Article Text

other Versions

Anti-Tumor Necrosis Factor treatment in patients with refractory systemic vasculitis associated with rheumatoid arthritis.
  1. Xavier Puéchal (xpuechal{at}
  1. Centre Hospitalier du Mans, France
    1. Corinne Miceli-Richard (miceli.corinne{at}
    1. Hopital de Bicetre, France
      1. Othmane Mejjad (othmane.mejjad{at}
      1. University Hospital of Rouen, France
        1. Pierre Lafforgue (pierre.lafforgue{at}
        1. Hopital la Conception, France
          1. Christian Marcelli (marcelli-c{at}
          1. Caen University Hospital, France
            1. Elisabeth Solau-Gervais (e.solau{at}
            1. Poitiers University Hospital, France
              1. Serge Steinfeld (serge.steinfeld{at}
              1. Erasme University Hospital, Belgium
                1. Caroline Villoutreix (caroline.villoutreix{at}
                1. Paris University Hospital, France
                  1. Richard Trèves (richard.treves{at}
                  1. Limoges University Hospital, France
                    1. Xavier Mariette (xavier.mariette{at}
                    1. Service de Rhumatologie, France
                      1. Loïc Guillevin (loic.guillevin{at}
                      1. Hopital Cochin, France


                        Objective: To assess anti-TNF agents in patients with refractory systemic rheumatoid vasculitis (SRV).

                        Methods: 1200 rheumatologists and internists were asked to provide medical files for patients with anti-TNF agents given as a second-line treatment for active SRV refractory to cyclophosphamide and glucocorticoids.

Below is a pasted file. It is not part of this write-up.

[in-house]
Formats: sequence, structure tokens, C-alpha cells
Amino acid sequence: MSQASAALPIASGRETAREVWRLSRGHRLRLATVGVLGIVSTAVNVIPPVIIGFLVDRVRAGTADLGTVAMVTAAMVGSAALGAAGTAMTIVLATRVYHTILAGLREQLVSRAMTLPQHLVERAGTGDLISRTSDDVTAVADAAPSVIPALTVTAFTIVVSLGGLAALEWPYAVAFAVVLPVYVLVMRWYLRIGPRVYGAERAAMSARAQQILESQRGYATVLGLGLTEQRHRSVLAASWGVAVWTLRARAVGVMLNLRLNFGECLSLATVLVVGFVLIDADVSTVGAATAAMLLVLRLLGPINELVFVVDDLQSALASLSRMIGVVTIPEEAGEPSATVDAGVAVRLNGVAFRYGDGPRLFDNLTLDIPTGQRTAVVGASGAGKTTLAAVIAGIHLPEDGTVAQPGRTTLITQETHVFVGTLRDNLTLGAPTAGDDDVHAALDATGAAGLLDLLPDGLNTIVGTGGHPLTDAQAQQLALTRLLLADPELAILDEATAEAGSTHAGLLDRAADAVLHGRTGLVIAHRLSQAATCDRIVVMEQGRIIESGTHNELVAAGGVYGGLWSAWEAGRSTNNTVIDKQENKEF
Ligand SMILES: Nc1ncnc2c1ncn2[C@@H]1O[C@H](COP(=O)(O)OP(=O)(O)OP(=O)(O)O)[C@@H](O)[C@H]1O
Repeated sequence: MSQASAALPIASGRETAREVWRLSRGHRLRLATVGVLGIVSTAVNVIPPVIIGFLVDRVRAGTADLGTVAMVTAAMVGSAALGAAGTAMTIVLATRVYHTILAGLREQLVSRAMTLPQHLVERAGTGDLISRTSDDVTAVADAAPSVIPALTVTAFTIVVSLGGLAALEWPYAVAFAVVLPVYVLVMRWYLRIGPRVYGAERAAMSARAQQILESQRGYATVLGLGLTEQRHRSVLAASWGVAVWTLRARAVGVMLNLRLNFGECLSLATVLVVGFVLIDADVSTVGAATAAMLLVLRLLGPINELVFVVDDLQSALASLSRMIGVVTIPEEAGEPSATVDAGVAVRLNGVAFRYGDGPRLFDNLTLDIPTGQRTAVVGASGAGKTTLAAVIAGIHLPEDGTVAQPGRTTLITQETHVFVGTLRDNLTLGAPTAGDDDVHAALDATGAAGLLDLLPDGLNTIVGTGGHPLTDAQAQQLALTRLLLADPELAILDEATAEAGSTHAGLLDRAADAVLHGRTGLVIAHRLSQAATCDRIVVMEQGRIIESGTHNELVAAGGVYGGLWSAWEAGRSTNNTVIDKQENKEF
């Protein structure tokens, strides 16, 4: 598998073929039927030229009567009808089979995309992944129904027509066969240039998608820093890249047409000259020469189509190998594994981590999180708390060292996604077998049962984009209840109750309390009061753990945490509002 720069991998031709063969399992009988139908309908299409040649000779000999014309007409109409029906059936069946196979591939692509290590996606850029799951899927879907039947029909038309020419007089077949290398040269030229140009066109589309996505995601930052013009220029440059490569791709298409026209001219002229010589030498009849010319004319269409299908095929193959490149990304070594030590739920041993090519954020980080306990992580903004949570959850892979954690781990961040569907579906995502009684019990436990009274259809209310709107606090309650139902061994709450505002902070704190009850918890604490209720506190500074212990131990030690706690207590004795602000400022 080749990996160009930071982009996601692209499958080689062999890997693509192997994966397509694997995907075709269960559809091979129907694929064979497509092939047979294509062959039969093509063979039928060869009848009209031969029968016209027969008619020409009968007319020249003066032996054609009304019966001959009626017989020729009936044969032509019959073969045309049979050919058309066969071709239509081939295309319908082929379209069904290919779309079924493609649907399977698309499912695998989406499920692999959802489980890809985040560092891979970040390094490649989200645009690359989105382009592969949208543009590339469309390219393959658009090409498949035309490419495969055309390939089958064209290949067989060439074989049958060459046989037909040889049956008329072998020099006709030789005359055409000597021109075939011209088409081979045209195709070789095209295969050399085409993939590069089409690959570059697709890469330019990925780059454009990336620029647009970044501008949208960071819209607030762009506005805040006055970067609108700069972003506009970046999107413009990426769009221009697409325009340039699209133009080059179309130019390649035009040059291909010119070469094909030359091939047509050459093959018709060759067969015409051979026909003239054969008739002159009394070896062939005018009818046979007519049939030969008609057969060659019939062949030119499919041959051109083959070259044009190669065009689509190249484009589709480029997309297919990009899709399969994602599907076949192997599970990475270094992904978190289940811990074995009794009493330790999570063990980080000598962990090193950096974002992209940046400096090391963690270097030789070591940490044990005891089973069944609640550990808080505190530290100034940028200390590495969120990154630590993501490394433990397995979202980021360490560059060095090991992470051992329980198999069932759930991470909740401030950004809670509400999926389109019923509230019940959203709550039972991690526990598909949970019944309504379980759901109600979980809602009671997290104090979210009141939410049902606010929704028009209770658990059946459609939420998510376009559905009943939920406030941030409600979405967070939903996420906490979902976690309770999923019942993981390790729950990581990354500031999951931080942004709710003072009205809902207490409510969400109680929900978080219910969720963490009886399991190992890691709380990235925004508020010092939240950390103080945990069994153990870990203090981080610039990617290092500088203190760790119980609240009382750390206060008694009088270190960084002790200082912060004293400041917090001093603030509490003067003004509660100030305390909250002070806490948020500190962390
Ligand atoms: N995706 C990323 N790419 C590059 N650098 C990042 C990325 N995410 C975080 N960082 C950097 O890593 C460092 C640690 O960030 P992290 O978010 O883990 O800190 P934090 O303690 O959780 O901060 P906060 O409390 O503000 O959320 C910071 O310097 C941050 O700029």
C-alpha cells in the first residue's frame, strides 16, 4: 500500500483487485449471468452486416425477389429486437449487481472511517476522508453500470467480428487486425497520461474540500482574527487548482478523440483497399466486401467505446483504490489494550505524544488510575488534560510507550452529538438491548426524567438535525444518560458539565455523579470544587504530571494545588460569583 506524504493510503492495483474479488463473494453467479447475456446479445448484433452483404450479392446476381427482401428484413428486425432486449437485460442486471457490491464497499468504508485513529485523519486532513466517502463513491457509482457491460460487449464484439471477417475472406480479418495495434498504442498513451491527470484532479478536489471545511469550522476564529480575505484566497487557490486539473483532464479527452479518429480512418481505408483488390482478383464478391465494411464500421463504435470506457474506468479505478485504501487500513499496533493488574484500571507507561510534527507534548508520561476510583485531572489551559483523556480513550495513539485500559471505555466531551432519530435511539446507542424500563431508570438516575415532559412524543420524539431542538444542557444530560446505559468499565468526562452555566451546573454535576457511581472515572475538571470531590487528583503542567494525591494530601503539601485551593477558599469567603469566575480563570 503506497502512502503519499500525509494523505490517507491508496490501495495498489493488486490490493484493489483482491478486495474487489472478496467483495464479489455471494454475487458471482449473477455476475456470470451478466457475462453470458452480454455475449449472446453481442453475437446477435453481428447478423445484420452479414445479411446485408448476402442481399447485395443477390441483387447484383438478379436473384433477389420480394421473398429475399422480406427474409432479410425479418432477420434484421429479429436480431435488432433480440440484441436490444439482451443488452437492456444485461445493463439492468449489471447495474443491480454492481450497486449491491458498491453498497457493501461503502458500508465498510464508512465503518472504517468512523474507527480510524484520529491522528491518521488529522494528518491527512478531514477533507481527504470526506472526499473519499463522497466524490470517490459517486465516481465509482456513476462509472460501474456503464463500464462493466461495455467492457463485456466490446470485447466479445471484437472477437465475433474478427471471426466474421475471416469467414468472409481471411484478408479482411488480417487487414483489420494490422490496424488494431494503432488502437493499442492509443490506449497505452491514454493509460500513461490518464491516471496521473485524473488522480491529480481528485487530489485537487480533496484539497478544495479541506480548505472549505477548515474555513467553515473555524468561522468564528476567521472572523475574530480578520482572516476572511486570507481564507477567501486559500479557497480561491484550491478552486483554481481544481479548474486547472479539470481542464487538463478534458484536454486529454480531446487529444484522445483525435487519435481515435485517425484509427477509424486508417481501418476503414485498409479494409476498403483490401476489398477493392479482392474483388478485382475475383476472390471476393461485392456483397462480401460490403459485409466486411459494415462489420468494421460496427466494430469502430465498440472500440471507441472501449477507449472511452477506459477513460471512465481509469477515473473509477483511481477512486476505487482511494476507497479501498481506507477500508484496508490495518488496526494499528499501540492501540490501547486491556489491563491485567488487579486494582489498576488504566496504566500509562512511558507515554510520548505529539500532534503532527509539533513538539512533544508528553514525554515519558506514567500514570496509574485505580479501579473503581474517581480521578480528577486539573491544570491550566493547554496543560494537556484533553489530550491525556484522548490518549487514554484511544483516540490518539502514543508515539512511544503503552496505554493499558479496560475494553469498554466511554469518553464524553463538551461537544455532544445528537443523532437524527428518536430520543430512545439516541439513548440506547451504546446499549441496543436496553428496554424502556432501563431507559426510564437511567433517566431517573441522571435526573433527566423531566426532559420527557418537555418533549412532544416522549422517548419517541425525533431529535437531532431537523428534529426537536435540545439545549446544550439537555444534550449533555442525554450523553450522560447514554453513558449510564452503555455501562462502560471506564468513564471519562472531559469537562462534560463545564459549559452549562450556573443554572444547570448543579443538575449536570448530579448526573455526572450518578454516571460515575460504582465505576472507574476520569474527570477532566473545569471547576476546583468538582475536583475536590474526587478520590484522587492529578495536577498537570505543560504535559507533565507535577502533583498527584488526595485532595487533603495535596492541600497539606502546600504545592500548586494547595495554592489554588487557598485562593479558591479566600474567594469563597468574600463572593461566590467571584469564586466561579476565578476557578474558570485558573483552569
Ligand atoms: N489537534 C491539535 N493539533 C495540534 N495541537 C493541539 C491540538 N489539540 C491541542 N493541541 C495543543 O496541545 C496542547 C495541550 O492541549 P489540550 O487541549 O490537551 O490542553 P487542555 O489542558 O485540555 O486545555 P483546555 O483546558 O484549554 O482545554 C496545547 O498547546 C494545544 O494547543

Results: We identified nine cases in which anti-TNF drugs were given for active SRV, despite previous treatment with a mean cumulative dose of 8.4 g of cyclophosphamide in association with high-dose glucocorticoids. The mean prednisone dose before anti-TNF therapy was 29.6 mg/day. After 6 months, six patients were in remission (complete in 5, partial in 1). The treatment failed in one patient and two patients stopped taking the anti-TNF treatment due to side effects. Mean prednisone dose was reduced to 11.2 mg/day. Severe infection occurred in three patients. Relapses were observed in two patients. Remission was re-established by reintroducing anti-TNF therapy in one case and increasing the dose in the other.

                        Conclusion:This study provides evidence of efficacy of anti-TNF therapy in adjunct to glucocorticoids for treating active refractory SRV. Remission was achieved in two thirds of patients, with a significant decrease in prednisone dose, although there was a high rate of infection in these severely ill patients.

                        • anti-TNF therapy
                        • rheumatoid arthritis
                        • systemic vasculitis

                        Statistics from

                        Request permissions

                        If you wish to reuse any or all of this article please use the link below which will take you to the Copyright Clearance Center’s RightsLink service. You will be able to get a quick price and instant permission to reuse the content in many different ways.